Higher and Degree Apprenticeships
Higher and Degree apprenticeships are an exciting hybrid between academic study and work place experience.
Although they are related and both founded on his fusion between traditional education and the importance of vocational skills, a higher apprenticeship and a degree apprenticeship are not the same thing, nor are they interchangeable terms.
Higher apprenticeships have actually existed for some time now. Whereas Degree apprenticeships are a specialised type of higher apprenticeship, and have not.
Being announced in March 2015, degree apprenticeships were born out of the desire to bring business and universities closer. Whilst existing higher apprenticeships enabled students to study to degree level, that was all it was – an enabling. Students could just as readily obtain a higher apprenticeship by gaining a work-based academic or vocational high- level qualification.
In juxtaposition, as the name would suggest, the degree founds the degree apprenticeship. Achieving this academic qualification is integral to apprentices passing their qualification. Having a stronger academic focus, it is expected that the degree apprenticeship may truly supply the young professionals which employees are hankering for.
Significantly, groups of businesses and universities are collaborating to develop these programmes. Universities such as Sheffield Hallam and Anglia Ruskin have been particularly prevalent in the introduction of the new apprenticeship. The Cambridge university views itself as a pioneer, who has pushed itself to the forefront. No longer are apprenticeship providers and universities fighting for the best candidates, one wanting to quash their creativity in favour of intellect – and the other acting contrastingly. Instead they have produced practical vocational degree courses which allow people to combine the academic study from a traditional university and the practical experience and wider employment skills vital for success. Degree apprenticeships appear to be a harmonious amalgamation of everything an aspirational student desires. Devised by and for businesses also proves just how employable these degree apprentices will be in the future.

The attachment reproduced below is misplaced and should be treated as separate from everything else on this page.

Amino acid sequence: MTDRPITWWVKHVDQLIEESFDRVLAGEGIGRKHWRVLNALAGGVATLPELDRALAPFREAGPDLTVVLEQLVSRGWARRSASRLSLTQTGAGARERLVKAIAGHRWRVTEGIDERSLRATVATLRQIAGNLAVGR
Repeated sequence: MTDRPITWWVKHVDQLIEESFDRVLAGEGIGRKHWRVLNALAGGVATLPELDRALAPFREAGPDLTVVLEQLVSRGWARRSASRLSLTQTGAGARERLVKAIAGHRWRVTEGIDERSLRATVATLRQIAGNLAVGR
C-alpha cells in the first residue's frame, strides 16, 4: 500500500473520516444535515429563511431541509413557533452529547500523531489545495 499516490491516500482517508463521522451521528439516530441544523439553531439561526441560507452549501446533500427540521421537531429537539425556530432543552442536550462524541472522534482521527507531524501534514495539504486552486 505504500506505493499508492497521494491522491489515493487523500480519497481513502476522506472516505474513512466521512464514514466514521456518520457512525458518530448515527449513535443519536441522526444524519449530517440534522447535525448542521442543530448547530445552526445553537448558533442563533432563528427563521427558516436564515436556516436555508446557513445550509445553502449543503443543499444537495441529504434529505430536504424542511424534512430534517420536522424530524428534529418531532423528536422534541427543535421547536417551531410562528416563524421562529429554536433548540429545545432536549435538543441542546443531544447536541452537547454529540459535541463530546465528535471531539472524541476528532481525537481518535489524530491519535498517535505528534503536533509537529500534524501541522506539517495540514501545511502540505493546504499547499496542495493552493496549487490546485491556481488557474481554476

In addition to this personal development and almost guaranteed employment that degree apprentices benefit from, they are also earning a wage. They are gaining a degree – which could even be a Master’s, and are not confined to subsequent years of debt. In fact their career prospects seem almost a stark contrast of students currently graduating from university.
Given the upcoming changes to apprenticeship funding, the domination of degree apprenticeships over other educational qualifications could be almost upon us. With the new apprenticeship levy and the collaboration of educational providers - both traditional and vocational - with businesses, it will be really interesting to see how the world of career development will be revolutionised.
Fri 21 Apr 2017